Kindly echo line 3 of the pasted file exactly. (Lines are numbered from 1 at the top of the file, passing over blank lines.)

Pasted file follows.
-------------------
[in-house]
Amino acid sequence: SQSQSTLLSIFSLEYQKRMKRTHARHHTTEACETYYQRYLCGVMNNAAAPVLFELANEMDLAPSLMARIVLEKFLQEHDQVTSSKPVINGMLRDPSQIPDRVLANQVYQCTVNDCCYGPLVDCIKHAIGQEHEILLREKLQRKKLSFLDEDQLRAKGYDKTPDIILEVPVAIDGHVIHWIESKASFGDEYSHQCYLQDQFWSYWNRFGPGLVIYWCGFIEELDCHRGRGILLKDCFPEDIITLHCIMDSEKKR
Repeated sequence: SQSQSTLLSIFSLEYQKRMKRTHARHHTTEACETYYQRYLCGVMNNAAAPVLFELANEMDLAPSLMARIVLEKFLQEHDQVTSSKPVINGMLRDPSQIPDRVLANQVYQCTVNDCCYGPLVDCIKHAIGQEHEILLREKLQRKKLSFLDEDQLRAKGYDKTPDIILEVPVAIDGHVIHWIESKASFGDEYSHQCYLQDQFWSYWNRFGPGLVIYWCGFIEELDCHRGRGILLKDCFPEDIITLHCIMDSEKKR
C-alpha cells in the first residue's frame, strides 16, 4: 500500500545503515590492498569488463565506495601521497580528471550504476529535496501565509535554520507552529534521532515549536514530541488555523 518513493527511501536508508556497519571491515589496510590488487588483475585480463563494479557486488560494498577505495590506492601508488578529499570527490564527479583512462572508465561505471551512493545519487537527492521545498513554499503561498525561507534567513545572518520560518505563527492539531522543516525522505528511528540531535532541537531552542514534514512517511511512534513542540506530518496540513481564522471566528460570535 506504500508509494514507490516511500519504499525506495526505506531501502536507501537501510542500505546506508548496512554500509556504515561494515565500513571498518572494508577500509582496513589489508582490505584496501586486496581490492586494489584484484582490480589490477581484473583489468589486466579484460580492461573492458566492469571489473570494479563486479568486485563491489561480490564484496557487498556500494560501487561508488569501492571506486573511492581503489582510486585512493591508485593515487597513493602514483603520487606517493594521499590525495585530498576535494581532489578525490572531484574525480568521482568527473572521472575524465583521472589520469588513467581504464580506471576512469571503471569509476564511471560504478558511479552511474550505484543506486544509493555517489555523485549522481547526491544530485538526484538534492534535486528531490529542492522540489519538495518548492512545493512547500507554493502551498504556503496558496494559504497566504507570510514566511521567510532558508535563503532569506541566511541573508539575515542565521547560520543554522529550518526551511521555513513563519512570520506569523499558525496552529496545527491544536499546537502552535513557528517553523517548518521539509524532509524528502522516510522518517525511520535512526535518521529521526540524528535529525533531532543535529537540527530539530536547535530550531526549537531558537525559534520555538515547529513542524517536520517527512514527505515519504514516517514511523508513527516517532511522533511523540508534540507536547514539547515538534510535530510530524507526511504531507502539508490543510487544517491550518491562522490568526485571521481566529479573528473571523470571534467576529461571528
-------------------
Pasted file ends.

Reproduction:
Repeated sequence: SQSQSTLLSIFSLEYQKRMKRTHARHHTTEACETYYQRYLCGVMNNAAAPVLFELANEMDLAPSLMARIVLEKFLQEHDQVTSSKPVINGMLRDPSQIPDRVLANQVYQCTVNDCCYGPLVDCIKHAIGQEHEILLREKLQRKKLSFLDEDQLRAKGYDKTPDIILEVPVAIDGHVIHWIESKASFGDEYSHQCYLQDQFWSYWNRFGPGLVIYWCGFIEELDCHRGRGILLKDCFPEDIITLHCIMDSEKKR